honeymoonplanet travel blog















































Notice the only traffic light in Venice




Do you like Sudoku? Or, do you remember that card game where you lay all the cards down flat and upside down, and each person has a turn at flipping over a card and then trying to flip over it's match? Or, I think there's even another game called "minesweeper" or something like that that comes pre loaded with Windows where you have to try and wipe out as much area as possible. Well, any way you cut it, those games are like Venice. Venice is like being dropped inside a huge hedge maze, and then you are lost for eons. You constantly think you know where you are and things look vaguely familiar, well just maybe they do; but you only get burned again and again, even with your supposedly superior cartographic skills. Even us masters lose our way from time to time in this place :(

Sometimes you come across a dead end. Literally. There aren't even any doors sometimes. Venice has the best dead ends in the world if that's what you're looking for. At other times you simply come to an end where the pavement just falls off into a canal. There are buildings on both sides, and then just water, not steps, nothing. Even better are the "bridges to nowhere public" as I like to call them. You're walking down a street like the one described above, but this time there's a bridge. Problem is, the bridge doesn't go anywhere but to a door for which you do not have a key. Sometimes you look like an idiot because you've just crossed that bridge and then you have to retreat, and everyone watching laughs at you in different languages because they know you've made a wrong turn! Forget St. Mark's (well OK, not completely), this is the best past about Venice.

The worst part about Venice is the incessant, rampant, overdeveloped, overpriced, over Americanized (Did I say that?), over hyped, overproduced, and over the top tourist buzz. The city has been in the industry for over 500 years, and man it shows, Ever since Marco Polo defined what it was to travel, and started his great journey here, Venice has been in the business of tourism. The shops are everywhere on the main tourist drags, and they are expensive. Fortunately though, it is easy to get lost as described in the first paragraph and find your own personal Campo by the canal. If you're lucky (like we are), you'll find that little tucked away place that sells "tranches" of margherita for 1 Euro and a nice espresso or gelato right next door. This is 3 to 4 hundred percent cheaper than on the main routes.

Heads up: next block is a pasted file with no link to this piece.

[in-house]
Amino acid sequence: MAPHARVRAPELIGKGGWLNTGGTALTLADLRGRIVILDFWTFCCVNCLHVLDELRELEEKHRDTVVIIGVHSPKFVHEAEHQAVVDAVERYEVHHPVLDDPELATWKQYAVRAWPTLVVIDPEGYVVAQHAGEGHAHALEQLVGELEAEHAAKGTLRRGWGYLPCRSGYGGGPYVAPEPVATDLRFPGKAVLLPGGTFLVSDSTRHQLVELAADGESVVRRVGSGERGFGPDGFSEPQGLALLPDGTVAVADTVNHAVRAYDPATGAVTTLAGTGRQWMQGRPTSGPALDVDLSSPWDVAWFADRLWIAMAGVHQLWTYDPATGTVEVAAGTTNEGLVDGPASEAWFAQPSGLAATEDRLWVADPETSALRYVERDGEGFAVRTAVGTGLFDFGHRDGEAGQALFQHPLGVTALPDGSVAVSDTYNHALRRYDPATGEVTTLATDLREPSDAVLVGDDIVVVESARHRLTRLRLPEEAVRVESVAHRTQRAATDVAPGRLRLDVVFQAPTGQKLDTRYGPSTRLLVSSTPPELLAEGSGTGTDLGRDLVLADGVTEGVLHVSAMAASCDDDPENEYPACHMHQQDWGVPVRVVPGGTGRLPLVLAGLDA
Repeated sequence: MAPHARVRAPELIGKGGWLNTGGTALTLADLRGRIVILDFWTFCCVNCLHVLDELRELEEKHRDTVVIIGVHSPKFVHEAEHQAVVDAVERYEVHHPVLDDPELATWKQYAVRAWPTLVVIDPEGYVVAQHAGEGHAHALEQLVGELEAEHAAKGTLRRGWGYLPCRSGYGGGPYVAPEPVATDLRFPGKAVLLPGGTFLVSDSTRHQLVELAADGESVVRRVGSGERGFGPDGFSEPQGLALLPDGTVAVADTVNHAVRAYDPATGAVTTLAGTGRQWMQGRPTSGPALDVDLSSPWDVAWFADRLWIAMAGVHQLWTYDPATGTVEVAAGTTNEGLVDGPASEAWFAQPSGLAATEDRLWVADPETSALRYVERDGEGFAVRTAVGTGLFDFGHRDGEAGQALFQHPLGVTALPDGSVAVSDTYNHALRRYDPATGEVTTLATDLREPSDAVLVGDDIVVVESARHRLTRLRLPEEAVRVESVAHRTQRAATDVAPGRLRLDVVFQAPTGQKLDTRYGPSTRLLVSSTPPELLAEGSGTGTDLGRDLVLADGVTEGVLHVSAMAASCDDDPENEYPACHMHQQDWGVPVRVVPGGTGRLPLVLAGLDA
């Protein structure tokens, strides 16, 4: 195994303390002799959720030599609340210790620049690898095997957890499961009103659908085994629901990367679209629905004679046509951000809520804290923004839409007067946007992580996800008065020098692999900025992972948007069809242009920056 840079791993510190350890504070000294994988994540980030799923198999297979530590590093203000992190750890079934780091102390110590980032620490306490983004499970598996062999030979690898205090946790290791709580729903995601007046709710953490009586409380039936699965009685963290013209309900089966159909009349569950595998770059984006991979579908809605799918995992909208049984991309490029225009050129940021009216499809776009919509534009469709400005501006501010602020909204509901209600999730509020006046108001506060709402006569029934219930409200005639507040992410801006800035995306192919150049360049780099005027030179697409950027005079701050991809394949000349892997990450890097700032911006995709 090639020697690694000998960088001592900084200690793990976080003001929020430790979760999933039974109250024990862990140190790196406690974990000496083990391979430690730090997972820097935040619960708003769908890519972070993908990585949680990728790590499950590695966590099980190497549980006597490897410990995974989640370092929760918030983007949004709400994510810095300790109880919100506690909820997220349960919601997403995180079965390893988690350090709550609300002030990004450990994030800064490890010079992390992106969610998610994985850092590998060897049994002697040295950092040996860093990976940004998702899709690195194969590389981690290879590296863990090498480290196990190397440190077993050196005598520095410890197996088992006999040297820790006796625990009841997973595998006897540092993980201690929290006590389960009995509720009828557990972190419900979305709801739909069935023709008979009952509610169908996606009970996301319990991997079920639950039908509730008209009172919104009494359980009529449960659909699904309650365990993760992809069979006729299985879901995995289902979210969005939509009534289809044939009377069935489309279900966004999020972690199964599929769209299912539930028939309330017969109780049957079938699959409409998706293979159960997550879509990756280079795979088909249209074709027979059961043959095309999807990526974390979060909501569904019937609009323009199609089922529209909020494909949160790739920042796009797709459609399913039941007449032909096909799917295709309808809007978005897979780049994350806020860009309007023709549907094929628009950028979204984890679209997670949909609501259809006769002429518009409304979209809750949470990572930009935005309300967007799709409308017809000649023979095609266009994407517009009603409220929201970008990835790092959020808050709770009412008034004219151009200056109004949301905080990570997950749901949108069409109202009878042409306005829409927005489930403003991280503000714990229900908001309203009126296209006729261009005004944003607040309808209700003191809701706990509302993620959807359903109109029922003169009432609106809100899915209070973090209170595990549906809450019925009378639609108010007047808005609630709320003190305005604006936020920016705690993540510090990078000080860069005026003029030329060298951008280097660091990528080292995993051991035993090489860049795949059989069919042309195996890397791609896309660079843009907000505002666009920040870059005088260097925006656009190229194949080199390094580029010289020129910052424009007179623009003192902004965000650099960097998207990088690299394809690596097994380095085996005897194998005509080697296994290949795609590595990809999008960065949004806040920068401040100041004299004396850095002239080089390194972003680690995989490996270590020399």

Others say the worst part about Venice is the smell. Me, I don't mind. For one thing, it's nothing like the smells in South East Asia or India, and the romanticism one can find in a short little walk just can't be beat. It's got to be one of the most Romantic places on earth. Which is a little bit of a misnomer, since the city shares more with Byzantium times than Roman I would say; this can easily be seen in all the architecture in the city. There are Muslim overtones to everything, and of course, the interior of St. Mark's is graced with some of the very best Byzantium mosaic works on the planet. They really are superb. Even in the atrium. St. Mark's is interesting for more than just this though. It's really a bit of a rag tag collection of statues, columns, and other artefacts collected as war booty over the years. This, combined with the modern problems of engineering due to the constant subsidence of the foundations of the church under its immense weight, make St. Mark's an interesting place to visit on many levels. And on many levels it literally is, given that he floor is warped everywhere due to the movement. Old St. Mark appears to be safe though, tucked away tightly in his stone sarcophagus beneath the high altar.

Almost more fun than the church itself are the roughly 1 trillion gazillion (is that a number?) pigeons that "own" the square outside. The square is easily one of the most recognizable in the world, and it was fantastic to watch Kristine's face as we came around the corner and she instantly recognized where we were. Those are some of the great moments in travel I suppose. Anyway, we were there for at least an hour just watching the swarms and watching people feed them. And we were right near the square too. I lucked out with this one on the internet and for 62 Euro a night (trust me that's cheap for a private in this city folks), we got an apartment with a little mini kitchen, TV, our own bathroom, and a washing machine to do laundry. All just a short 1 minute stroll from San Marco. We couldn't believe it! So, we did our grocery shopping and had nice wine with gnocchi pomodoro and home made pesto linguine. It was great!

Rather than spend too much time in the museums here (we're saving that for Florence where they are arguably more significant), we spent time in the churches and just wandering around. One church, The Friari contains fantastic works by Donatello and others in their intended environment (churches) not museums, and with a tiny little entry fee, it was really worth it to see these. Not crowded either. Always great are the rides up and down the Grand Canal on the "Traghettos" which are basically the city buses on water. The Rialto Bridge is instantly recognizable as you approach it from the train station. What could be more perfect? Kristine did get a little sick on our second day though, so we are pumping her full of water which should straighten her out I think. Owen will be interested to know that I also found the old " Pensione Guerro" where we stayed in 1999 near the market. In spite of the difficulties within the maze, the master sometimes wins! ;)

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